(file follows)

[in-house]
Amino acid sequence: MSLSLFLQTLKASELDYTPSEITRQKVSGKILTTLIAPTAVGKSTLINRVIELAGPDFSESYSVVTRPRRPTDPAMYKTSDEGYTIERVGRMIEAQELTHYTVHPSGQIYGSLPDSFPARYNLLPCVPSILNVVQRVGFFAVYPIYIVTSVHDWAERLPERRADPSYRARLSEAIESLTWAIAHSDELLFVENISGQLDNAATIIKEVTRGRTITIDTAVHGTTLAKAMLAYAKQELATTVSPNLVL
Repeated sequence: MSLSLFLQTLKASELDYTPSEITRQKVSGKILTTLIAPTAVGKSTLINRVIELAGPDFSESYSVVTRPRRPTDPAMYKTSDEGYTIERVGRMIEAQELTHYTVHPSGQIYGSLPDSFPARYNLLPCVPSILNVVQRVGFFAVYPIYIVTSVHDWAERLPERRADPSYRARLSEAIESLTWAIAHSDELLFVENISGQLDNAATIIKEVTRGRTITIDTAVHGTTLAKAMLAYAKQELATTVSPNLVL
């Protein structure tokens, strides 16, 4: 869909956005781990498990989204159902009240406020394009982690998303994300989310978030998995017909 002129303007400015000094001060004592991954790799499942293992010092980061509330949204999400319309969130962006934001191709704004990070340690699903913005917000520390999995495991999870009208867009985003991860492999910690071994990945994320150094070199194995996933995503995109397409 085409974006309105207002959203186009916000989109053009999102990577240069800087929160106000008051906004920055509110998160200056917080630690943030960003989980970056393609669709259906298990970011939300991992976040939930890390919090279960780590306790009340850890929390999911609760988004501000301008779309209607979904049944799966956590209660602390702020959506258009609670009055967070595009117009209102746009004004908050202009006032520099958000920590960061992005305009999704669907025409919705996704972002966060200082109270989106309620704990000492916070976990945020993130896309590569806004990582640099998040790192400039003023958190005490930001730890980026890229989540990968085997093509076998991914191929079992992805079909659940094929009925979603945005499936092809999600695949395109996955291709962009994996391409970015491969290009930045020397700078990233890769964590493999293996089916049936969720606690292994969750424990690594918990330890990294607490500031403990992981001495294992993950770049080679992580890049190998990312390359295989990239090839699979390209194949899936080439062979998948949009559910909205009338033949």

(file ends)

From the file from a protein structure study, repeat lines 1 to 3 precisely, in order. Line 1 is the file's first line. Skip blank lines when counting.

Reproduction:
[in-house]
Amino acid sequence: MSLSLFLQTLKASELDYTPSEITRQKVSGKILTTLIAPTAVGKSTLINRVIELAGPDFSESYSVVTRPRRPTDPAMYKTSDEGYTIERVGRMIEAQELTHYTVHPSGQIYGSLPDSFPARYNLLPCVPSILNVVQRVGFFAVYPIYIVTSVHDWAERLPERRADPSYRARLSEAIESLTWAIAHSDELLFVENISGQLDNAATIIKEVTRGRTITIDTAVHGTTLAKAMLAYAKQELATTVSPNLVL
Repeated sequence: MSLSLFLQTLKASELDYTPSEITRQKVSGKILTTLIAPTAVGKSTLINRVIELAGPDFSESYSVVTRPRRPTDPAMYKTSDEGYTIERVGRMIEAQELTHYTVHPSGQIYGSLPDSFPARYNLLPCVPSILNVVQRVGFFAVYPIYIVTSVHDWAERLPERRADPSYRARLSEAIESLTWAIAHSDELLFVENISGQLDNAATIIKEVTRGRTITIDTAVHGTTLAKAMLAYAKQELATTVSPNLVL